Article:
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I'm getting the following warning over and over again in google webmaster tools

Googlebot encountered extremely large numbers of links on your site.

The examples he's showing don't give me much clue on what is really wrong here. How would you suggest me to resolve this issue?

UPDATE: My site has a large amount of pages (40M) with ~10M indexed. Should I consider adding noindex to some of the pages to make it 'smaller' for search engines?

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What is the nature of the site? Do all those 40 million pages have something worthwhile on them? –  DisgruntledGoat Apr 20 '13 at 15:29
    
It's an aggregation site. About 10M pages are main pages about entities,and 30M deeper drill-downs per entity. –  Noam Apr 20 '13 at 15:52
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2 Answers 2

up vote 3 down vote accepted

Essentially this message means that we (Google) discovered a surprisingly large number of unique URLs while crawling previously-known URLs. This message is sent out before we attempt to crawl those new, unique URLs (since that can take quite some time), it can be useful to inform you of issues with regards to crawlability of your website's structure. Because it's sent out before those new URLs are crawled, the robots.txt, any noindex robots tags, or a rel=canonical are not know at that point.

While it's true that large sites tend to see this message more frequently, it's also the case that especially large sites would profit more by having a clean & crawlable URLs structure from the start. When crawling, we have a limited number of fetches that we can make on a server before it starts to slow down, so if you send us 5-100x more URLs than you actually have content, that can result in us not being able to pick up new content as quickly as we might if we could crawl more efficiently.

My recommendation would be to double-check whether there's something you could do to catch these URLs early (eg avoid linking to them at all, or perhaps use rel=nofollow in the depths of multi-faceted search sections), see if the URL parameter handling tool can be used for your site. Alternately, if you're sure that the search results for your site are "fresh enough," and that the crawling is not a user-noticeable load on your server, then it may be worth just keeping this on your list as something to check when your developers do bigger changes anyway.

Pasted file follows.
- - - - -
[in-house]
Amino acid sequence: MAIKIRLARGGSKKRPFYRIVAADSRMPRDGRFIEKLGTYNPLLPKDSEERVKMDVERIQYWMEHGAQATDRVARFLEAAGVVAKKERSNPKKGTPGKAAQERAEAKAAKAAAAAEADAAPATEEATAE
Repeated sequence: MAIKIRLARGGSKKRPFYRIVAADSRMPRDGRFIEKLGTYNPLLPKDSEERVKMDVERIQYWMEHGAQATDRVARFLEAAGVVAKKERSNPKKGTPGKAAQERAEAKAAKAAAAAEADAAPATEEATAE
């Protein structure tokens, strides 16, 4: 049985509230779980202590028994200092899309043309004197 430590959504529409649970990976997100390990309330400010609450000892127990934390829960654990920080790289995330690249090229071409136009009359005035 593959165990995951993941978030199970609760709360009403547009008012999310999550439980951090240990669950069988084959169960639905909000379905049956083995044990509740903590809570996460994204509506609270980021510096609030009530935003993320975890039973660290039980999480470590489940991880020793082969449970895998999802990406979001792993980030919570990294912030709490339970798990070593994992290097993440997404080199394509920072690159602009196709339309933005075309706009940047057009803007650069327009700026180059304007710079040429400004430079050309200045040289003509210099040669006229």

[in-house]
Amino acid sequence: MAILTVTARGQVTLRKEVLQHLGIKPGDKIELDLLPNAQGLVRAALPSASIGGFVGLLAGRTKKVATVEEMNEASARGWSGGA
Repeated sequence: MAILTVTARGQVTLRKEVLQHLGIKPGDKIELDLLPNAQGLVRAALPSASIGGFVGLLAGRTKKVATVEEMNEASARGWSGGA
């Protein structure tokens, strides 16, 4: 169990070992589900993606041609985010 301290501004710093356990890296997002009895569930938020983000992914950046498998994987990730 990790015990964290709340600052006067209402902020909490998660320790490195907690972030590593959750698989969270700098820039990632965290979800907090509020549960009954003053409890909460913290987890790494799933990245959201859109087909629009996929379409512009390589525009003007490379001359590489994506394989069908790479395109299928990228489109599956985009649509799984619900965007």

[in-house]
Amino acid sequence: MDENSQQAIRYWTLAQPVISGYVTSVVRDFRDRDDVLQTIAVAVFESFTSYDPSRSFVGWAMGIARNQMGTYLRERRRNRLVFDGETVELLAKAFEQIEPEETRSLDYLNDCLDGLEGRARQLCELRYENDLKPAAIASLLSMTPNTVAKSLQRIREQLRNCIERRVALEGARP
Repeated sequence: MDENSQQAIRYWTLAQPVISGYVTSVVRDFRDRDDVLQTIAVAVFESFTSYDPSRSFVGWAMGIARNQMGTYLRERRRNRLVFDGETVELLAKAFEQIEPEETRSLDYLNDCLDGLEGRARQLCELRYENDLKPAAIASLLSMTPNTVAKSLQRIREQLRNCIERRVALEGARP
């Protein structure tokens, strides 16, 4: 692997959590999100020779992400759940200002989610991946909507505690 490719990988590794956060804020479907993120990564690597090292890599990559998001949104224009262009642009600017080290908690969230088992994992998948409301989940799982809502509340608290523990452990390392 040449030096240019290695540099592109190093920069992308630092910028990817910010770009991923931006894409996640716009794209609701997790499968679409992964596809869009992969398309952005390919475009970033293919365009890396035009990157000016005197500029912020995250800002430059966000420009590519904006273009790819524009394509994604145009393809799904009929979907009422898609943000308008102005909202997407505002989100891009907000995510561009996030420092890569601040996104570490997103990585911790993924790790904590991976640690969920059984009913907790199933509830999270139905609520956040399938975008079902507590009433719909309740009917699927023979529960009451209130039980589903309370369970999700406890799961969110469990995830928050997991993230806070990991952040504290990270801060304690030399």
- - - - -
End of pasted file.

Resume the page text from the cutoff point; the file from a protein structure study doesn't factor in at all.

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So, robots.txt and noindex won't actually help? That certainly explains why some sites I've worked on get this message frequently. Some of them have very large numbers of links that are blocked by robots.txt (for link tracking purposes and for constantly changing content). –  Stephen Ostermiller Apr 23 '13 at 22:19
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That's correct, robots.txt & noindex will not prevent this message, but they may each be reasonable means to use in some cases - for example, if the URL is just fetched asynchronously for click-tracking with JavaScript. (using noindex + robots.txt won't work, since we don't see the noindex in those cases.) –  John Mueller Apr 24 '13 at 12:14
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There is generally no solution for this "problem". If your site has a large number of pages, you will get this message. When your site has a large number of pages, "an extremely large number of link on your site" is expected.

I get that message on one of my sites that has 10,000 pages. Another site that I worked with that had millions of pages also got that message.

If your site has only a few pages, this could be caused by Googlebot crawling search results or session ids. In such a case, Googlebot will find a large number of urls and links, but you only want a few pages indexed. If that is the case, then you should block Googlebot using robots.txt from search pages or configure your site not to use session ids in the url for googlebot.

There is a discussion about this topic at WebmasterWorld.

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I have a large number of pages (40M). Should I consider adding noindex to some of them? –  Noam Apr 20 '13 at 10:40
    
If those pages are all useful content, then you shouldn't noindex any of them. That message in webmaster tools has been there for my sites for years and I've never had problems. –  Stephen Ostermiller Apr 20 '13 at 10:42
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